Puppy Basics: Flea Prevention
Puppy Basics: Flea Prevention

adp_description_block350
Puppy Basics: Flea Prevention

You do everything you can to keep your new puppy happy, and having fleas is definitely not a happy time. Keep these tips in mind to keep your puppy healthy, happy, and flea-free.
 

The common flea not only causes your dog discomfort, but it can also transmit disease, pass on tapeworms, and cause anemia, especially in vulnerable puppies and older dogs. Regularly inspect your dog for any signs of fleas. Intermittent scratching, biting, and gnawing, plus evidence of flea dirt between your dog's back legs or on top of his rump, are telltale signs of fleas. If your dog is constantly biting and gnawing himself or you can actually see fleas, you've got a full-blown infestation. To check out your dog for fleas, have him stand in a bathtub and vigorously rub your hands through his fur. If little dark dots fall on the tub floor, they're likely either fleas or flea "dirt" (excrement). You'll know you've got fleas if the "dirt" turns red when you add a drop of water.

 

 

Flea Control Myths

  • Garlic and onion repels fleas. Feeding your dog garlic or onion will only give him bad breath. It will have absolutely no effect on fleas, and feeding large amounts of onion to dogs can be toxic.
  • Brewer's yeast repels fleas. There is no evidence that feeding your dog brewer's yeast repels fleas.

 

 

Prescription Flea-Prevention Products

These products work by preventing fleas from biting or reproducing. They are the flea control methods of choice, and when used faithfully as directed, help pet owners avoid many dog health issues associated with fleas.

  • Your Senior Dog’s Health from 7 Years On
    Your Senior Dog’s Health from 7 Years On

    adp_description_block379
    Your Senior Dog’s Health from 7 Years On

    Keeping Your Senior Dog Healthy and Active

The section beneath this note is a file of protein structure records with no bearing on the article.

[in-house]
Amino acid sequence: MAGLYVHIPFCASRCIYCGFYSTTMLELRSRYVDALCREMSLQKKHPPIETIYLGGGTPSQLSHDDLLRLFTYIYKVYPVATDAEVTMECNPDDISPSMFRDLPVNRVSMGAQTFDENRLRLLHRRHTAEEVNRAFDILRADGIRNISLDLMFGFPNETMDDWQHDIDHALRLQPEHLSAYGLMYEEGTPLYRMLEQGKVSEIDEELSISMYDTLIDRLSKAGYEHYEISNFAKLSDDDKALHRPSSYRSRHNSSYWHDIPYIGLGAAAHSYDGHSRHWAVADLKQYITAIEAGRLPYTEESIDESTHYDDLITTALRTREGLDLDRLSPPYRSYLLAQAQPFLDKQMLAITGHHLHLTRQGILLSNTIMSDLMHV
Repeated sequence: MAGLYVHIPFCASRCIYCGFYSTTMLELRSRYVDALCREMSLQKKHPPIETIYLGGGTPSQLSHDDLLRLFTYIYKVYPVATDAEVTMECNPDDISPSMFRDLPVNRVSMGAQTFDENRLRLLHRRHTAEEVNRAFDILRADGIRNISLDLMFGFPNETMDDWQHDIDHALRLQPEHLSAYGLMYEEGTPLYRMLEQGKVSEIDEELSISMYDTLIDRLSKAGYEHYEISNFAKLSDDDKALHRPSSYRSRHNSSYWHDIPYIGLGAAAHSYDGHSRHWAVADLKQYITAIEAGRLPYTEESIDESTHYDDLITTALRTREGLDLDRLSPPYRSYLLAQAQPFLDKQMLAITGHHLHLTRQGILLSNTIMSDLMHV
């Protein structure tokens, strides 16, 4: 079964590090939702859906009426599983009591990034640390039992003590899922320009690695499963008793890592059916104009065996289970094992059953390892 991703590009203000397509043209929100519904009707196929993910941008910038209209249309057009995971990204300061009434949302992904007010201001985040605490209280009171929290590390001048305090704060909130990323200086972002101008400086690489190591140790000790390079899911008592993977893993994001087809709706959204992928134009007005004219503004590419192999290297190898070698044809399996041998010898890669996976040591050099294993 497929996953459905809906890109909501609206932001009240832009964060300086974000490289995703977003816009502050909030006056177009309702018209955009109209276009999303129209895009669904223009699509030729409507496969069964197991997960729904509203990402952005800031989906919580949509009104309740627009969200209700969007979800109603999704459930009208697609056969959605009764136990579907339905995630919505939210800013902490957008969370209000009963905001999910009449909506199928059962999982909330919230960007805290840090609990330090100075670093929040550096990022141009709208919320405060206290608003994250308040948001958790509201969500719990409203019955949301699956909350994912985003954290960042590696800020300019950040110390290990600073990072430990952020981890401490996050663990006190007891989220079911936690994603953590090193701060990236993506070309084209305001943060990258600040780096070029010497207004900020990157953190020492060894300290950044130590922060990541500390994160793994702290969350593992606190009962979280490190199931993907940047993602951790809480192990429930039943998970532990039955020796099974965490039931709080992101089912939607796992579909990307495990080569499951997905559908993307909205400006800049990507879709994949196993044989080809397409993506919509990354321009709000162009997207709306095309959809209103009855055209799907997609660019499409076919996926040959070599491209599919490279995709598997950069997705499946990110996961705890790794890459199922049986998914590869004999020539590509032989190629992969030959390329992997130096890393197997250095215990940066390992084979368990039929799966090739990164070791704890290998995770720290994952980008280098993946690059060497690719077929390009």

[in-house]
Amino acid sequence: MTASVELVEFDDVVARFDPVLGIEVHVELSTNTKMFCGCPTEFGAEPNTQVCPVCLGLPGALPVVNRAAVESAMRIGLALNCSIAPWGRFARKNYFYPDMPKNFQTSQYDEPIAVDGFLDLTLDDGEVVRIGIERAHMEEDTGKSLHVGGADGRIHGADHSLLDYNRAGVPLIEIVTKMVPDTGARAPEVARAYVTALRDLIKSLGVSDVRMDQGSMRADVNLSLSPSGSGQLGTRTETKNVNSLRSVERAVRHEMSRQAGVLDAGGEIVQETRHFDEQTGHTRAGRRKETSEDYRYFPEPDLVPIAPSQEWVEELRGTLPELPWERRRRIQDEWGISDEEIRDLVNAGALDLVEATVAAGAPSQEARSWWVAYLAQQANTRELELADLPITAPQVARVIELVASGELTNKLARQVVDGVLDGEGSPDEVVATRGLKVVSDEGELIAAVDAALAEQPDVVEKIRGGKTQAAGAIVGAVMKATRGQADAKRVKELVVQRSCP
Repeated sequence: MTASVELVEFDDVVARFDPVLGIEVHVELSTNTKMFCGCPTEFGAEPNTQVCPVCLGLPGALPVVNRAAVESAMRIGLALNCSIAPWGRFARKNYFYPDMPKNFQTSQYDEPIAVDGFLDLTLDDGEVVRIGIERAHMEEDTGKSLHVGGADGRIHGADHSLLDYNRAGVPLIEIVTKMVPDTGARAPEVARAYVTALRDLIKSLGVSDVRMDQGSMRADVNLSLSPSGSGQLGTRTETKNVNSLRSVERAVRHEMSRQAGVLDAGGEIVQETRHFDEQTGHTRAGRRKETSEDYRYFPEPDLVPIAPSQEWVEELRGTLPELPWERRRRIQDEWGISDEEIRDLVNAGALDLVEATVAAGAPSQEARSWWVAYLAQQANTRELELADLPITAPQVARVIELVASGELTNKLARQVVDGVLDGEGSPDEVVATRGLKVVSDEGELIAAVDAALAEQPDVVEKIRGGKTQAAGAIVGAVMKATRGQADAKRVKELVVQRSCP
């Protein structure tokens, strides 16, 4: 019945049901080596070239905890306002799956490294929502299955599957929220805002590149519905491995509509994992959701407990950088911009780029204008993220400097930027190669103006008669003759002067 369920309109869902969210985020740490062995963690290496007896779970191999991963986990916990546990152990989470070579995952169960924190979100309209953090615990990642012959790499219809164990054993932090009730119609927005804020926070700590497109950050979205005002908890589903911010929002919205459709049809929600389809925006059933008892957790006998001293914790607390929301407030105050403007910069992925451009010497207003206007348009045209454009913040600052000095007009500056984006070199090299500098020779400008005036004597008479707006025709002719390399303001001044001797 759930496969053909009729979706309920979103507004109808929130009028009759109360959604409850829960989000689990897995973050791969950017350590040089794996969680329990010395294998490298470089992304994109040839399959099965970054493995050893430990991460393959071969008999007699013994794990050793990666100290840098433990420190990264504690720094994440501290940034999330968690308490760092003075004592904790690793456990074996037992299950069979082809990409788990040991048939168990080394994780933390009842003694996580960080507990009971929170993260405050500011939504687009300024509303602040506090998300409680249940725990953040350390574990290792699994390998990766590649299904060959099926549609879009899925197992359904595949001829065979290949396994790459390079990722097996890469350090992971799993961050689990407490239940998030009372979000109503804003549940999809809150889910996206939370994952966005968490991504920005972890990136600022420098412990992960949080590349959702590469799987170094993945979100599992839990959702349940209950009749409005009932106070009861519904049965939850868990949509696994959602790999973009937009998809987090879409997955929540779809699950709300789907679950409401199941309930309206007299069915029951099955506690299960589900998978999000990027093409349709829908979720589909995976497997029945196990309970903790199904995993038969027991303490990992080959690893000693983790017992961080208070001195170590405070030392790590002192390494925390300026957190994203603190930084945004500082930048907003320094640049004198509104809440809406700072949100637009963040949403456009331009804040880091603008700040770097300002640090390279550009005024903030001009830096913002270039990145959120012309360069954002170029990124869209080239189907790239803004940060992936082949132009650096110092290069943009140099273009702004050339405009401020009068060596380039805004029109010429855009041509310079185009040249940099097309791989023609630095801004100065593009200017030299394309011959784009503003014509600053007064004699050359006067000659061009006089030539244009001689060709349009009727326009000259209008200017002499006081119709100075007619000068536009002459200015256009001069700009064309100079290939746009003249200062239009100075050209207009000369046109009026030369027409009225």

It depends on the breed of dog, but your pet's senior years generally begin at age 7. Louise Murray, DVM, director of the ASPCA's Bergh Memorial Animal Hospital in New York City and author of Vet Confidential (Ballantine, 2008), tells you what you need to know to keep your older dog spry and happy.

     

     

    Senior Dog Health: Preventive Health

    At this stage, Murray recommends taking your dog to the vet twice a year. "So much can happen to an elderly dog," she says. Your veterinarian can take blood annually to test liver and kidney functions. "Discovering problems early is extremely important," she says. Your vet can be on the lookout for conditions that often affect older dogs, such as anemia and arthritis.

     

     

    Senior Dog Health: Urination, Bowel Movements, and Appetite

    Pay attention to what might be subtle changes in your dog's habits: Is she drinking more water or urinating larger amounts? These behaviors might indicate a liver or kidney problem. Have your dog's bowel movements shifted? This could indicate a digestive issue. Diabetes or digestive problems might cause your dog to eat more but still lose weight. Knowing the dog's patterns can help the veterinarian determine a course of treatment.

     

     

    Senior Dog Health: Flea, Tick, and Heartworm Medicines

    Continue to use preventive medicines.

     

     

    Senior Dog Health: Dental Health

    Clean your dog's teeth daily. If she has tartar buildup, you might need to have her teeth professionally cleaned at your vet's office, which requires sedating your pet.

     

     

    Senior Dog Health: Exercise

    Your dog is probably less active, so steady, moderate exercise is best for her now. Don't turn her into a "weekend warrior" who, after lying around on weekdays, accompanies you on a 10-mile hike on Saturdays. This is especially hard on an older dog's joints.

     

     

    Senior Dog Health: Diet

    Your veterinarian might wish to put your dog on a senior diet, such as IAMS™ ProActive Health™ Senior Plus. These formulations contain nutrients specifically geared toward older-dog health.

both email signup

STAY INFORMED

Enter your email for customized pet advice, product updates, brand news and more!

SIGN UP FOR OUR E-NEWSLETTER

Shop Dogs

Shop Cats

Why IAMS™

© 2021 Mars or Affiliates. US Patents Pending. Other trademarks are property of their respective owners.
chat icon

CHAT WITH AN EXPERT